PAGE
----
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Kiefer Sutherland Oozes Charisma in Flirty New Thriller Rabbit Hole

The Paramount+ series is formulaic entertainment executed with panache.
  • Kiefer Sutherland in Rabbit Hole (Photo: Michael Gibson/Paramount Plus)
    Kiefer Sutherland in Rabbit Hole (Photo: Michael Gibson/Paramount Plus)

    Kiefer Sutherland has understandably been giving interviews about how his new show Rabbit Hole is nothing like 24. Viewers might roll their eyes at the idea of him starring in yet another political thriller, particularly since Designated Survivor also happened, so it behooves him to stress that this Paramount+ drama has “a romantic side and a humorous side, all while moving at a thousand miles an hour.” But while it’s true that this distinguishes Rabbit Hole from the mirthless saga of Jack Bauer, it doesn’t quite make the series unique. Instead, the laughs-and-espionage approach slots the show comfortably into another familiar niche.

    Consider this summary: A man who has mastered the art of espionage realizes a shadowy organization has marked him for death. To survive, he’ll need all his covert skills and some help from a flinty, funny woman he unexpectedly meets along the way. She’s not from his world, so they bicker at first, but they eventually have a fling. That relationship matters even more once he’s betrayed by a confidante inside the organization that helped train him.

    This describes Rabbit Hole, but it’s also a solid explanation of AMC’s The Old Man, Prime Video’s Reacher, Netflix’s The Night Agent, and basically the entire Bourne franchise. This is simply the story that many thrillers tell: Heroes who think they’ve either mastered or escaped a system get devoured by it instead, then look for help from an unexpected source.

    But templates aren’t necessarily bad. Formulaic entertainment can be quite pleasing, especially if it’s executed with panache, and this is where Rabbit Hole succeeds. Sutherland himself is key to the appeal. He practically vibrates with charisma as John Weir, a con man who’s made a fortune running scams that help businesses fleece each other. (He says he enjoys helping one rich jerk steal from another rich jerk, though his language is saltier.) The script may insist the character is paranoid and damaged, but Sutherland leans on the impish joy he takes in scheming. Even when he has to go on the run, because of the aforementioned betrayal by a confidante on behalf of a shadowy conspiracy, he projects playful intelligence. John Weir thrives when he’s outsmarting something.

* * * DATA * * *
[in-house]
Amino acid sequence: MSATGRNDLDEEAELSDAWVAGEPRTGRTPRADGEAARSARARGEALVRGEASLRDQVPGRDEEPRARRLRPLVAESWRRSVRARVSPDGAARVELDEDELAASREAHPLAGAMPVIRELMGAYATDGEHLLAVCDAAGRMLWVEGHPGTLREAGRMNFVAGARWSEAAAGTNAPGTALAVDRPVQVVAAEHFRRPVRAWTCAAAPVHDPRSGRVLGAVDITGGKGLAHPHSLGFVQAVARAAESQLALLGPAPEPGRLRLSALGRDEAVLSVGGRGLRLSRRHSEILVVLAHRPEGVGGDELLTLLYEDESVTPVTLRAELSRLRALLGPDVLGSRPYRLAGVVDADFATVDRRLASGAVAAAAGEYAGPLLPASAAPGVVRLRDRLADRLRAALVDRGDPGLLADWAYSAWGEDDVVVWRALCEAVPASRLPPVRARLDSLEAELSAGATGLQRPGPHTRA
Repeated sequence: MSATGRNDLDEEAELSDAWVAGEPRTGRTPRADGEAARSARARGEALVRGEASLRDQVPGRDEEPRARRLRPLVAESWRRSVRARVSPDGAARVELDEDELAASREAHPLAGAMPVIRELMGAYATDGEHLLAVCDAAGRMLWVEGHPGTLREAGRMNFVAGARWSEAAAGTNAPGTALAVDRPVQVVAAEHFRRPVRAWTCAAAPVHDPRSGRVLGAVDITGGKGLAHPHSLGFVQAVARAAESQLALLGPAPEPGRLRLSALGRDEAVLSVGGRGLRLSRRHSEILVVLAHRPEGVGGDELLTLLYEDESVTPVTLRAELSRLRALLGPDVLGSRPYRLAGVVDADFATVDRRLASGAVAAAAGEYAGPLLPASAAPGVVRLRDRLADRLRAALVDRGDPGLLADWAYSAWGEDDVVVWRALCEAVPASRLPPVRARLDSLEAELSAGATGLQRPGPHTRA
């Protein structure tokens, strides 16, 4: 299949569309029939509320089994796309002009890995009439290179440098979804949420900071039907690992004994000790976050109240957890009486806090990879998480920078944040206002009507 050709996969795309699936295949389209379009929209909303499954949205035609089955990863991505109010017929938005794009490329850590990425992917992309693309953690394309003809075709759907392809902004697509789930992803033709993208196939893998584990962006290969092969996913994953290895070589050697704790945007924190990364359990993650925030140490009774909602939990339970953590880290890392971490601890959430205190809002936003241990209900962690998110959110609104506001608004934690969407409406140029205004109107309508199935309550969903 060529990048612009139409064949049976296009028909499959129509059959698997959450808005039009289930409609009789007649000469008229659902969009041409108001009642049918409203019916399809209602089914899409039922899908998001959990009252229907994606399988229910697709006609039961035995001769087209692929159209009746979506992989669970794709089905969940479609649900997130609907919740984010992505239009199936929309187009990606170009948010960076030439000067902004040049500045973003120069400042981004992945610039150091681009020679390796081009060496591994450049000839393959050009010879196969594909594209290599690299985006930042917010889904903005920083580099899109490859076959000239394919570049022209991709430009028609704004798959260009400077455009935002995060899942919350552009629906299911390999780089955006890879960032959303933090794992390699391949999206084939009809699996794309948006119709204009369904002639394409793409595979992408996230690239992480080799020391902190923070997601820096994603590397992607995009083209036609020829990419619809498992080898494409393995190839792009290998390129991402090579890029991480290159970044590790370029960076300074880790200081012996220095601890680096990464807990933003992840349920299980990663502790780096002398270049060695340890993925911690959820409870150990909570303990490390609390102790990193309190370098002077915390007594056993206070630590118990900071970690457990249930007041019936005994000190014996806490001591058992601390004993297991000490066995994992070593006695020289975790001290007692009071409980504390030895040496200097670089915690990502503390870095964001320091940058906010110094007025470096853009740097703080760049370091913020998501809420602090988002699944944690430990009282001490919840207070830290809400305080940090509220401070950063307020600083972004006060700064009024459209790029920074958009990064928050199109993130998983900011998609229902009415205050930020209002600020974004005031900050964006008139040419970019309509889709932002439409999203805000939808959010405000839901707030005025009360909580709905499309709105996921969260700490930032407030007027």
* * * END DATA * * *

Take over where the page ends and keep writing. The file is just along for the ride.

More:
True to Sutherland’s word, the series, which is executive produced by This Is Us executive producers Glenn Ficarra and John Requa, does indeed inject romance and comedy into this adventure. Weir quickly crosses paths with Hailey Winton (Meta Golding), a nonprofit lawyer whom he thinks is part of the plot to destroy him. He takes her hostage until he can figure out the truth, but she’s no pushover. In the four episodes screened for critics, their scenes fizz with rom-com energy as Hailey frustrates John with her tough questions, clever insults, and general refusal to do what she’s told. By the time she starts helping him spy on people (because of course she does), they have the makings of a Thin Man-style caper duo.

    Ficarra and Requa can’t get enough of these reversals. Hailey is a hostage one minute, then she’s a spy. Other characters are dead, then they’re alive. What seems to be true is very often a lie — a point the show emphasizes every time it mentions how the internet distorts our perception of reality. To that end, John makes a big show of paying for everything with cash, only using burner phones, and never staying online for more than 15 minutes at a time. He does this not only to protect his identity, but also because he loathes online culture. One of his allies even lists four steps for how a democracy can be toppled via social media: discredit the mainstream media; divide people into ideological factions; discredit experts; and then install a puppet leader.

    That’s what the shadowy conspiracy is attempting to do, but this speech is about more than the plot. It’s also Rabbit Hole’s blunt thesis statement, with obvious parallels to the pervasive anxiety that steps one through three are already complete. However, the show can’t integrate geopolitical philosophy nearly as well as sexy banter. These ideas tend to stop the action, so that people can speechify without the distraction of a fist fight or shoot-out. And in the first four episodes, at least, none of the characters who righteously condemn the internet acknowledge that they’re part of a similar culture. John Weir may hate computers, but his entire career has been built on manipulating the truth. One could argue he’s just mad that somebody else figured out a new way to do his dirty work.

    But even with those wobbly ideas, the series is still an enjoyable lark. It may not be a groundbreaking thriller, but it’s well made and interesting enough to keep its template alive.

    Rabbit Hole premieres March 26 on Paramount+. Join the discussion about the show in our forums.

    Mark Blankenship has been writing about arts and culture for twenty years, with bylines in The New York Times, Variety, Vulture, Fortune, and many others. You can hear him on the pop music podcast Mark and Sarah Talk About Songs.

    TOPICS: Rabbit Hole, Glenn Ficarra, John Requa, Kiefer Sutherland, Meta Golding